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Training for Community Paramedicine Programs

Training requirements to practice as a community paramedic or community emergency medical technician (EMT) vary depending on state scope-of-practice regulations; there are no uniform community paramedicine regulations across states. Many local jurisdictions or emergency medical service (EMS) agencies also have their own existing training standards. If that is the case, program administrators and staff may be able to adopt existing curricula to fit the needs of their program.

Depending on state and local regulations, some community paramedicine programs may require their staff to become Certified Community Paramedics. The International Board of Specialty Certification administers this designation and provides information and guidance specific to the community paramedic exam (CP-P), including a handbook with a content outline and sample questions to prepare for the certification exam.

EMS programs may require that their community paramedics be CP-P certified; however, this process can be too costly or require too much time for rural programs. Often, rural EMS agencies employ EMTs, who would need to be trained to the paramedic level and then to the community paramedic level. As an alternative, EMTs may be trained as community EMTs (C-EMTs), or what is nationally known as a primary care technician. Another option is for mobile integrated health programs to send a community nurse or primary care provider on home visits to conduct health screenings while the paramedic conducts home safety checks. This type of program does not expand a paramedic's scope of practice and does not require additional training.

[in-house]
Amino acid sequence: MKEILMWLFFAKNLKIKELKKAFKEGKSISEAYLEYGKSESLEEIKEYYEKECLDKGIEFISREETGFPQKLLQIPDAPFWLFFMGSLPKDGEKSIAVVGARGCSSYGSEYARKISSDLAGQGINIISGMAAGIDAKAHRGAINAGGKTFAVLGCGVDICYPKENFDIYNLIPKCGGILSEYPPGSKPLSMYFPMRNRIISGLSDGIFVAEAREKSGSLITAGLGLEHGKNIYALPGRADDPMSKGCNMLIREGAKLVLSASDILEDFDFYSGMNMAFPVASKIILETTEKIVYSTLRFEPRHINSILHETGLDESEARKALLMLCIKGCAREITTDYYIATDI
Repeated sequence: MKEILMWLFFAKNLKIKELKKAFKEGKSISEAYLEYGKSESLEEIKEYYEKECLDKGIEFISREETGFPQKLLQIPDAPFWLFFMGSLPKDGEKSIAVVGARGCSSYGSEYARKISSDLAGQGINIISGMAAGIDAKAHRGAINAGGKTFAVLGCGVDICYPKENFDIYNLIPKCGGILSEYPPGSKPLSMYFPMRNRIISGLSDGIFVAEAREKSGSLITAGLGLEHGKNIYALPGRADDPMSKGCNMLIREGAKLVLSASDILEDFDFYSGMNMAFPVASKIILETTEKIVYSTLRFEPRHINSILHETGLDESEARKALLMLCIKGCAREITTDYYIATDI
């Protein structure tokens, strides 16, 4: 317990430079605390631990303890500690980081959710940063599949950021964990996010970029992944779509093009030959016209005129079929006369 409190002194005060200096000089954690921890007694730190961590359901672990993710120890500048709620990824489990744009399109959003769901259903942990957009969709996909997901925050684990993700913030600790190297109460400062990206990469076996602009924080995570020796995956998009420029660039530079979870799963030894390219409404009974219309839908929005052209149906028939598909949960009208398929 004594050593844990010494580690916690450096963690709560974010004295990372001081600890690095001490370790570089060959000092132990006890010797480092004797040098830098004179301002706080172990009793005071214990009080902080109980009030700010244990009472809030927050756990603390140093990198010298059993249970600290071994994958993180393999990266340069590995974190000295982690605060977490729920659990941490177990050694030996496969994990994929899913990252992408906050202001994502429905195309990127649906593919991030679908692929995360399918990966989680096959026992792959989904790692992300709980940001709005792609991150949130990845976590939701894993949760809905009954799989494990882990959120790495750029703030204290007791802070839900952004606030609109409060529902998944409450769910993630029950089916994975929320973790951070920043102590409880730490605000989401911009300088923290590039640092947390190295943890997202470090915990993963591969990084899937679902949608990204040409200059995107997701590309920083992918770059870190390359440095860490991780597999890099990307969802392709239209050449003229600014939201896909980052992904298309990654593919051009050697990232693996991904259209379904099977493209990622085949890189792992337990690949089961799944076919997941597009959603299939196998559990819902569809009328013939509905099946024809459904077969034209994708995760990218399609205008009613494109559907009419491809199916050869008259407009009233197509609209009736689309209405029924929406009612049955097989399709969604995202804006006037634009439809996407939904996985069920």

Programs may also benefit from seeking feedback from students who have participated in their training and are currently working in the field. These employees will be able to provide insight into how a program's training should be altered and updated to meet the unique needs of the local rural community.

A number of training resources already exist and are widely used across the country, including curricula from Hennepin Technical College and Eagle County, Colorado. Several of the resources described below have been adopted or adapted by rural community paramedicine programs.

Resources to Learn More

Community Health Paramedicine
Document
Targeted for academic settings, this teaching resource outlines how to develop a successful community paramedicine program by taking into consideration a variety of factors including personal safety and wellness, professional boundaries, cultural competence, chronic disease management, and communication strategies.
Organization(s): American Academy of Osteopathic Surgeons
Date: 1/2017

Community Paramedic Program Handbook
Website
Provides information about developing and evaluating a community paramedicine program. Includes insights regarding program feasibility, state regulations, partner commitment, training, policies and procedures, and evaluation. Resource is free to accredited institutions.
Organization(s): North Central EMS Institute, Western Eagle County Health Services District, Paramedic Foundation

MIH-CP Program Toolkit
Website
A toolkit supporting the provision of healthcare using mobile integrated healthcare-community paramedicine (MIH-CP). Provides a variety of resources, tools, and informational videos for training community paramedics and for implementing a successful program.
Organization(s): National Association of Emergency Medical Technicians (NAEMT)